Economic opportunity is a core American value.
However, recent economic trends raise serious concerns, including the widening income gap and rise of involuntary part-time and contingent work, coupled with the evidence of weak economic mobility. The economy is changing rapidly and many Americans—especially disadvantaged workers with few skills—may face even more trouble accessing good job opportunities in the future. The Joyce Foundation seeks to expand economic opportunities for those individuals and promote competitiveness and economic vitality in the Great Lakes region.
Because research shows that skills and credentials are linked to positive life outcomes for individuals and families, we focus on two key issues:
- Building foundational skills necessary for underprepared adults to succeed in post-secondary education, training and work.
- Supporting employer investment in training, through internal career pathways such as apprenticeships, along with partnerships between industry and education and workforce development entities. In this way, we can help unlock economic opportunity by helping ensure that training and education are relevant to the local labor market.
Click here to learn more about our program's history.
Foundational literacy and math skills are increasingly necessary to earn a family-sustaining wage or to succeed in post-secondary education and training. Yet at least 36 million adults in the US don’t meet this standard. New digital instructional tools provide an opportunity to address this problem by improving the effectiveness of adult basic education programs, and reaching the more than 30 million Americans who are not currently being served by them. Joyce works to improve the availability and effective adoption of digital learning tools for adult learners.
Provide underprepared adults in the region with the foundational skills needed to be successful in 21st century work and technical training.
Produce and distribute evidence about the effectiveness of digital learning tools to help adults acquire essential basic skills.
Stimulate interest in digital tools for adult learning among key stakeholder groups such as software developers, educational institutions and instructors, philanthropic or private capital funders, and policy makers.
Build the capacity of educational institutions and instructors to select and purchase learning technologies and effectively incorporate them into courses and programs.
Industry Workforce Partnerships
Economic opportunity requires access to training and education that build skills employers value. When employers invest and participate in occupational education and training programs, their quality and relevance improves, increasing the likelihood of a positive employment outcome for the worker. Joyce supports efforts to get more businesses investing in these approaches, both within their companies and by partnering with others to expand quality programs. Areas of interest include: 1) expanding partnerships between industry groups and educational organizations; 2) promoting integration of work-based learning into education and training programs, and expanding apprenticeship programs; 3) researching the value of employer investments in employee skill development, particularly among entry-level and low-wage workers; and 4) reforming federal and state policy around enabling such strategies and providing incentives to grow them.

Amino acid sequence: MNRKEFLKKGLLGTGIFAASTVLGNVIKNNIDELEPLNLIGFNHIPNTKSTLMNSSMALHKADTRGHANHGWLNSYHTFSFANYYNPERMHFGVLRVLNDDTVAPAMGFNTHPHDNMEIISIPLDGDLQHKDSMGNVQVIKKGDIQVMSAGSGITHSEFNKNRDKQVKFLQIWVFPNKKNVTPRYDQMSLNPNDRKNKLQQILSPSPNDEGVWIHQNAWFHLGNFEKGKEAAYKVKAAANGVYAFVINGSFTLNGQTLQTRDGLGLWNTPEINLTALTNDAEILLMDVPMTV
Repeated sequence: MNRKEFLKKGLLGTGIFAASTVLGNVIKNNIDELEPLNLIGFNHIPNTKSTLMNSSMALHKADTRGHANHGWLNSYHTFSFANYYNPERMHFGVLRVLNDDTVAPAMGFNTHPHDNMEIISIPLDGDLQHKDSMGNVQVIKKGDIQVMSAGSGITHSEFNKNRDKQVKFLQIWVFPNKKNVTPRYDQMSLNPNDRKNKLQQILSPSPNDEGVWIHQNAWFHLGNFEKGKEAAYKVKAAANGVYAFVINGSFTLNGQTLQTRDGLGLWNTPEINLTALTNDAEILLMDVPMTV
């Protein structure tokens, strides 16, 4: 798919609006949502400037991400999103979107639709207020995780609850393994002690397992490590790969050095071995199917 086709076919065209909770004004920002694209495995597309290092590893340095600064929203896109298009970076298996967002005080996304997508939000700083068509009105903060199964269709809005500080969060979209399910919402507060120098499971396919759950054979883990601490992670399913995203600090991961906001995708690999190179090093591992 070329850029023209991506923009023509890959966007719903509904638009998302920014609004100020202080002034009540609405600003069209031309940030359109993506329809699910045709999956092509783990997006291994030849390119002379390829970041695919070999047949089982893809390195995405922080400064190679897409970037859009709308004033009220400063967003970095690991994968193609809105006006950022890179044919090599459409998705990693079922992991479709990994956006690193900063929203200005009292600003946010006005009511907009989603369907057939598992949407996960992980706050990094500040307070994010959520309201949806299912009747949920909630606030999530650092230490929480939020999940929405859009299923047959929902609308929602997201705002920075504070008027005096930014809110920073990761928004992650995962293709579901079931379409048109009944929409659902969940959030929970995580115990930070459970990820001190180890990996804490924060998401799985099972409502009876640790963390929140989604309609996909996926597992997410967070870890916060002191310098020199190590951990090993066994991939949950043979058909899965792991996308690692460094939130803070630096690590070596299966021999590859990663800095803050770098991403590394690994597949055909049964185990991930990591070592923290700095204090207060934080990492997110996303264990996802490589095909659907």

To increase businesses' role in occupational education and training for underprepared adults.
Invest in targeted research that adds to understanding of what makes for an effective industry workforce partnership.
Support networks of business executives to advocate among peers for investing in and managing effective skill development programs.
Create a national research and communications platform for industries to more regularly and clearly articulate the knowledge, skills, abilities, and credentials needed for jobs.
Enhance the capacity of state and regional apprenticeships systems.
Cross-Cutting Data and Policy
Public policy at the federal, state and local levels shape the training, education and employment opportunities available to low-skill adults. The Joyce Foundation invests in a few core projects that involve research, analysis, and advocacy to ensure those policies help adults build foundational skills, and support industry workforce partnerships.
Support development of public policy at all levels of government that promotes expansion of best practices in workforce development, leading to improved employment outcomes for underprepared adults in the Great Lakes region.
Improve collection and use of workforce and education data to improve program and investment decisions by state policy makers, community college leaders, and other stakeholders.
Ensure more effective federal and state advocacy campaigns by supporting sophisticated and timely data collection, analysis, and use of data.
Support federal and state level policy reform and implementation to ensure that strategies guiding workforce development programs and systems are driven by demand.
Learn more about our Joint Fund for Education and Employment here.